Esoctrilihum - Funeral review
|Release date:||January 2023|
I just know that there will be a lot more Esoctrilihum albums this year, but this time it started really early.
Not only did I just write a review of a surprise release of a one-man black metal band in which I talk about early year releases in this wild west period in which I counted some of the other options for this year, and then: BOOM! Another surprise release of a one-man black metal band. Far from the first time I was surprised about the emergence of an Esoctrilihum record, but I guess that says more about me being bad at keeping up with album announcements than about their release schedule. However, there's a lot that I can say about their release schedule, and at this point a lot of the talk around it eclipses the actual music. It's pretty difficult to talk about each album in a vacuum without taking into account just how much music Esoctrilihum makes.
At this point, Esoctrilihum is the definition of too much of a good thing. All of the reviews we've done of their music so far have mentioned that the project is very prolific, having released X albums in less-than-X amount of years, but how the quality of the records makes it worthwhile. All still true, but at the same time, these albums are long as hell, with the ones under 50 minutes of runtime being the exception to the rule. For example, Funeral here is 77 minutes long. It is the longest Esoctrilihum album. I've been making the case for long albums that use their runtime to create a feeling of rite-of-passage grandeur. But if you come out with rite-of-passage grandeurs every year, eventually that grandeur wears off. And this is the point where I'm not sure if it's just the diminishing returns that keeps souring the thought of new Esoctrilihum material for me. Did the vocals always sound this corny?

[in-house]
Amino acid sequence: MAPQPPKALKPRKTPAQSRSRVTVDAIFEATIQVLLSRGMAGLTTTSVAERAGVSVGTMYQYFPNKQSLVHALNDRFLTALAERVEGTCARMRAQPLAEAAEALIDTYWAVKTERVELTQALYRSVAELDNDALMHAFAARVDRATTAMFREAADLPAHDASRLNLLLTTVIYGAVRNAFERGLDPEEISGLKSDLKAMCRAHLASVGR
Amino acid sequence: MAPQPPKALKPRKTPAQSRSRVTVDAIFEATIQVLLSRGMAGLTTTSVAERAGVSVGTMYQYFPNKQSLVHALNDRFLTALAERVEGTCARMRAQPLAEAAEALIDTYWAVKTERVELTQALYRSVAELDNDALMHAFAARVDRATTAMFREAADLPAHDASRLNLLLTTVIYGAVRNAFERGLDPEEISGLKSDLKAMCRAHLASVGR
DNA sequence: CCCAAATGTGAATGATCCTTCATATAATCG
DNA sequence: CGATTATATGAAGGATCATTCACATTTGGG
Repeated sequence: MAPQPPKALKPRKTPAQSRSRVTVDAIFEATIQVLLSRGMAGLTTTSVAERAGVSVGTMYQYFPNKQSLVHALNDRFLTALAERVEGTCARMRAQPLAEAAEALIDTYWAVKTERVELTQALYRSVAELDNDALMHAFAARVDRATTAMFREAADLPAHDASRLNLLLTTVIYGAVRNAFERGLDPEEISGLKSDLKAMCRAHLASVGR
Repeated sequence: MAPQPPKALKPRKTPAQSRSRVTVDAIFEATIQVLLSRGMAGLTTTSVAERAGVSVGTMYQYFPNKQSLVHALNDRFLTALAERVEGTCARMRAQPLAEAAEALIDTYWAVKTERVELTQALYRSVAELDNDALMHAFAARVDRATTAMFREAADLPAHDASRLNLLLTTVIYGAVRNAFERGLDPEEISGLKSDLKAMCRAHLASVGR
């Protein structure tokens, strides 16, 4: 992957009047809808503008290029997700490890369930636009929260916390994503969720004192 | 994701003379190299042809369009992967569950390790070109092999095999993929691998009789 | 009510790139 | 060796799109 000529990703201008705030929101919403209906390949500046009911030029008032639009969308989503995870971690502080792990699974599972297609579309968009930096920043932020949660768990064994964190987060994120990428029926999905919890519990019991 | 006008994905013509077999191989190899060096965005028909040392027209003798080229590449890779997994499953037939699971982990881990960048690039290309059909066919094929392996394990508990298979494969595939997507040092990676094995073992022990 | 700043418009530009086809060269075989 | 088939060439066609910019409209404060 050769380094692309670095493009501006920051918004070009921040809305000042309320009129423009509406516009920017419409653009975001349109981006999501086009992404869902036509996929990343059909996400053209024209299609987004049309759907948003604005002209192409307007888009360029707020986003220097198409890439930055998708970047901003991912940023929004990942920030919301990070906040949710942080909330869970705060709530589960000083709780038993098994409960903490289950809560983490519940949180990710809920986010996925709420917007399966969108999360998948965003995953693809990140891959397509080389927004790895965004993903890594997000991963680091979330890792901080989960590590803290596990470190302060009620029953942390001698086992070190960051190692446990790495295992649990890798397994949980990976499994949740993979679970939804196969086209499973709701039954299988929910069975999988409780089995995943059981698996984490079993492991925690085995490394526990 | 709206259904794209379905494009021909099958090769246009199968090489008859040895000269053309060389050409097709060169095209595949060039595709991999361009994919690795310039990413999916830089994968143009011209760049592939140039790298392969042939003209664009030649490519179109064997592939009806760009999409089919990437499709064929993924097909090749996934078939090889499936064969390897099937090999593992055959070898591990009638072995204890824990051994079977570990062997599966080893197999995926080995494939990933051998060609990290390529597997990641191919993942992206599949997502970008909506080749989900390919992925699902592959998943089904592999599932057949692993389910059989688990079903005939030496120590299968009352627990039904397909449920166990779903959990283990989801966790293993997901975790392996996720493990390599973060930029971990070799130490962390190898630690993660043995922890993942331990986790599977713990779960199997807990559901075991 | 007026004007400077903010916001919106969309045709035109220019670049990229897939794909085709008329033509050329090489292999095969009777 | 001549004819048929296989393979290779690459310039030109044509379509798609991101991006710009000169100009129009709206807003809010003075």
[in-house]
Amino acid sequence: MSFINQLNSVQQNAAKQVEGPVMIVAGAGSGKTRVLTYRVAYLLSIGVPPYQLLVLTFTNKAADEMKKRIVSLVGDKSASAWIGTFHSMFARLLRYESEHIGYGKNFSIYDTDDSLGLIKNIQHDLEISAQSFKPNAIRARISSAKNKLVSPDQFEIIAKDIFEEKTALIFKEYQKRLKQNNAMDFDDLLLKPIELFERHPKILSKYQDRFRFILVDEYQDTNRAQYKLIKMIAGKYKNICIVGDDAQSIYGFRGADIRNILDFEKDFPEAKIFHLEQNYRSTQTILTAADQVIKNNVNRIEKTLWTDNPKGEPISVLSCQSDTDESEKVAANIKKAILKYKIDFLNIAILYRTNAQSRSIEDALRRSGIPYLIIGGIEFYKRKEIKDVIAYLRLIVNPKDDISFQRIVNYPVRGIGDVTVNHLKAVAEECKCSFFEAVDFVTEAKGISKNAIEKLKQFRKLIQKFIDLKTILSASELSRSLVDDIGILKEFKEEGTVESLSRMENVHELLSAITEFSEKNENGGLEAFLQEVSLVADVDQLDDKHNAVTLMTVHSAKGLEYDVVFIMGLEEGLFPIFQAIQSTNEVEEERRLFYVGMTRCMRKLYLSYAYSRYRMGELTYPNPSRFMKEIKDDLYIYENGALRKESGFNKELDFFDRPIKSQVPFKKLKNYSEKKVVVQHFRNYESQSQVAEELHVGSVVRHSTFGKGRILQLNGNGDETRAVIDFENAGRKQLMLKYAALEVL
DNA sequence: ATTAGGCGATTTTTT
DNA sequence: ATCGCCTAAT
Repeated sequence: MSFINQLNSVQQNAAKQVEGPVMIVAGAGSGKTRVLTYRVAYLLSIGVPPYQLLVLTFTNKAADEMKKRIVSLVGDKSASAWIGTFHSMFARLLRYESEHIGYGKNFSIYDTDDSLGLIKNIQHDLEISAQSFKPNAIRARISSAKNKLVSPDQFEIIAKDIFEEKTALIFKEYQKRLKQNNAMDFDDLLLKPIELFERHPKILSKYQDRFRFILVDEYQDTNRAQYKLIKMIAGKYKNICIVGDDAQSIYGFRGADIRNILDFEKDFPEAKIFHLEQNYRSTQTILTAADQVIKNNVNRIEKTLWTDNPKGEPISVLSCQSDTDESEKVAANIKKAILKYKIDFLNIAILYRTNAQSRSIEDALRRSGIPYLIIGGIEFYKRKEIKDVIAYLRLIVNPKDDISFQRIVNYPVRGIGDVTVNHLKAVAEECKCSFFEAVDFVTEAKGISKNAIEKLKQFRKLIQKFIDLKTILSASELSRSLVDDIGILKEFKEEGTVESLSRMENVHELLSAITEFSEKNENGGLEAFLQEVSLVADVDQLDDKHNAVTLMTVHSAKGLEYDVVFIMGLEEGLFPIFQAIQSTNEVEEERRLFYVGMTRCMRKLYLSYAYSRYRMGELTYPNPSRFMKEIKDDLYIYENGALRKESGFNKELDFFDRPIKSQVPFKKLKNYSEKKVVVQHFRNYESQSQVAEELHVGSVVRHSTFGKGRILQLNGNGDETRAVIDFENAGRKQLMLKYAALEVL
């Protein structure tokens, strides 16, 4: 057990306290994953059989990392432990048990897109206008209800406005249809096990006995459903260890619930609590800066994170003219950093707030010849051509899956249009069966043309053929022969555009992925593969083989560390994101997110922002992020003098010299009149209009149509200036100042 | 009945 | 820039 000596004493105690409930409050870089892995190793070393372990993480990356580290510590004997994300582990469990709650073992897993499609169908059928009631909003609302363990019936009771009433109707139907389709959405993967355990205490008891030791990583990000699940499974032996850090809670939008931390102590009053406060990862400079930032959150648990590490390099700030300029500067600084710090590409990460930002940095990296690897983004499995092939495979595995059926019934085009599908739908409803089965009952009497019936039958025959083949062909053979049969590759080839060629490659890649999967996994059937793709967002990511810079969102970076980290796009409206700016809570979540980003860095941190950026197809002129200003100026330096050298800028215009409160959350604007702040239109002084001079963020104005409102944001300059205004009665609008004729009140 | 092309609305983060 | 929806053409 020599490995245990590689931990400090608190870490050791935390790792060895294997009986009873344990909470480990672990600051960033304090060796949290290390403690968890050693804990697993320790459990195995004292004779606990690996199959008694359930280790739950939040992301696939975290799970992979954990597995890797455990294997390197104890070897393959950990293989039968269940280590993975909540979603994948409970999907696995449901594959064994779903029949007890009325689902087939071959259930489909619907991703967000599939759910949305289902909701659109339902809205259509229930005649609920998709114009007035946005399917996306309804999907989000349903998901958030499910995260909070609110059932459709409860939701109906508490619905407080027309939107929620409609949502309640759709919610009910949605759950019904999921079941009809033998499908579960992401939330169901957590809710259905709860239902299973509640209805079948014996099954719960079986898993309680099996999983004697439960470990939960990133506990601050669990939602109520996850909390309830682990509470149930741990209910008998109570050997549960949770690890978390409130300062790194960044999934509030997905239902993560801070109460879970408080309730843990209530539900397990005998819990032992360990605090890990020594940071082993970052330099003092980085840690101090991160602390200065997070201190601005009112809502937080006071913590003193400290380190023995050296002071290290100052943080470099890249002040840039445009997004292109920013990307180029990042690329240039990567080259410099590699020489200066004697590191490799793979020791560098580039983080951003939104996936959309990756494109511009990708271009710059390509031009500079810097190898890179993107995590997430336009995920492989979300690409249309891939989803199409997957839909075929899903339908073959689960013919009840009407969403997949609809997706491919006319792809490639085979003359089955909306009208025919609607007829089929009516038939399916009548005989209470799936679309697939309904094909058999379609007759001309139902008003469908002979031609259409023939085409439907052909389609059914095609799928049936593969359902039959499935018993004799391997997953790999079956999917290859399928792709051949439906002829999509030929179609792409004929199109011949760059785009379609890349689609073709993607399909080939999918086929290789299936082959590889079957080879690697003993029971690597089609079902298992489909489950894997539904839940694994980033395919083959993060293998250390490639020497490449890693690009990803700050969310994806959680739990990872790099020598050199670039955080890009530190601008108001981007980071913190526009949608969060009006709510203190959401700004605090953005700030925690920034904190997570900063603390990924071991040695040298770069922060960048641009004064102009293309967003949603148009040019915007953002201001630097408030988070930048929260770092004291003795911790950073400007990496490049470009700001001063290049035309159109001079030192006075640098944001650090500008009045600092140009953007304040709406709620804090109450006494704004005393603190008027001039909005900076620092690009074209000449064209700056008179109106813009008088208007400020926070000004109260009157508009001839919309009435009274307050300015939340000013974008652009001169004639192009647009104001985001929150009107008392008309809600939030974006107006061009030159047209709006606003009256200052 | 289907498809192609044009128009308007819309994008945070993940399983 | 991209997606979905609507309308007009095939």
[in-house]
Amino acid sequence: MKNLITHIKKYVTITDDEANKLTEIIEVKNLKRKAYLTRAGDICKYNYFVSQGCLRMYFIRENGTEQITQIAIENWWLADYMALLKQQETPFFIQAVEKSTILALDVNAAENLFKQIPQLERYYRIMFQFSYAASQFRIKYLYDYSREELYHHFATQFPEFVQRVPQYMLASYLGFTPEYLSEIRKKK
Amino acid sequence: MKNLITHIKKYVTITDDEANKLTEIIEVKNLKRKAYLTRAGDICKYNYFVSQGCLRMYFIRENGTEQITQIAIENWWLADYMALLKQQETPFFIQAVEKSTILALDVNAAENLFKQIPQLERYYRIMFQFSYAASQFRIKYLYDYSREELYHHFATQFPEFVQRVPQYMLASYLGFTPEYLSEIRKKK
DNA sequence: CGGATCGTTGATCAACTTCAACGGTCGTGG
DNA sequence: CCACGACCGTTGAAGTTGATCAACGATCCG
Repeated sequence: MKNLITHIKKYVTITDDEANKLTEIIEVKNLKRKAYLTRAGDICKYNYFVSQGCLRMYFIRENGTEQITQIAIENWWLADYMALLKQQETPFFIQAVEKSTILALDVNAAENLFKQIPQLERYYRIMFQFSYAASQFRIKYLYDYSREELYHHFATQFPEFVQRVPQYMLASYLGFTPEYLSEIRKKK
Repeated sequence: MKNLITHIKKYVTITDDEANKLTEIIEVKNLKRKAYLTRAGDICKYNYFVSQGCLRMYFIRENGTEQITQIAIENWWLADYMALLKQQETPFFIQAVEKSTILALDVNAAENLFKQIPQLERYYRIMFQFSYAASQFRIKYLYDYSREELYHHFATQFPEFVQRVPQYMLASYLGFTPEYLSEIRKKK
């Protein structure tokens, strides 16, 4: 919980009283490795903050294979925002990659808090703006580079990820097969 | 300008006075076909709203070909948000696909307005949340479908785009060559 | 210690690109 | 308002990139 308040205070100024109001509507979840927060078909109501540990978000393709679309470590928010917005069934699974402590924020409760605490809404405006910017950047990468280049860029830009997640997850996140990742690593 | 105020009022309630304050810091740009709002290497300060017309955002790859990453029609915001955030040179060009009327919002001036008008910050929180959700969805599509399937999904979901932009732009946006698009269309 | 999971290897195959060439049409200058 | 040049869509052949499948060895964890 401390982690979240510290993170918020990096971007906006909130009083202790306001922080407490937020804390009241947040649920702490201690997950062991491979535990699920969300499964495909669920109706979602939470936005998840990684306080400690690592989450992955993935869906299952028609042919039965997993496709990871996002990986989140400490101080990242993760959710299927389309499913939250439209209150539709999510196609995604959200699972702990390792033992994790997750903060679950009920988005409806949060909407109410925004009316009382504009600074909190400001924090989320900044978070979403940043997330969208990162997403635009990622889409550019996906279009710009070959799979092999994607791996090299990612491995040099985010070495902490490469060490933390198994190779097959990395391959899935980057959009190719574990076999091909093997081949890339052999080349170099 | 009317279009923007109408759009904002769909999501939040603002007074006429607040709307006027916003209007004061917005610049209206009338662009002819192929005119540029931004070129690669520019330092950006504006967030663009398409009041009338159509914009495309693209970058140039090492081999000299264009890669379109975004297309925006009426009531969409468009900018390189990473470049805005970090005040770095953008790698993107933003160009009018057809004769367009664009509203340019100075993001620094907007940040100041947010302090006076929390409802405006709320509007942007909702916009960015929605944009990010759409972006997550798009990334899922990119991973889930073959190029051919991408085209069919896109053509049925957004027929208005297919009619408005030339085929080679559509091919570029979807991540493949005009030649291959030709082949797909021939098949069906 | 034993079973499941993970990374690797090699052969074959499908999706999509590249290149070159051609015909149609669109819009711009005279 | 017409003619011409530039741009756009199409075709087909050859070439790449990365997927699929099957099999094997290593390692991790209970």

As much as Consecration Of The Spiritüs Flesh hasn't grown on me like other of the band's albums, I could at least appreciate its more aggressive direction. So having another album that feels closer to the symphonic grandeur of the Esoctrilihum albums that I liked is a bit more appealing, even with the prolonged runtime. Without comparing it to previous albums too much, I can say that cheesy synths and dynamic riffing is the name of the game here. I can hear more organs here than I remember hearing in any previous album, as well as plenty of clean vocals and strings. The interplay between all the elements is still what gets me after all this time, so there's clearly a lot of thought and care that went into making this. But I've heard it before.
I'm not sure if I'll ever be compelled to cover an Esoctrilihum album again. Even with a lot of my sourness towards the overabundance of material, I enjoyed Funeral a lot, but if it wasn't for its convenient release date during a releases drought, I'm not sure if I'd have given it as much attention. The project has been known to surprise me occasionally, so I'm not having any decision set in stone, but I'm alright with sitting on the sideline from now on.
||Written on 02.01.2023 by Doesn't matter that much to me if you agree with me, as long as you checked the album out.|
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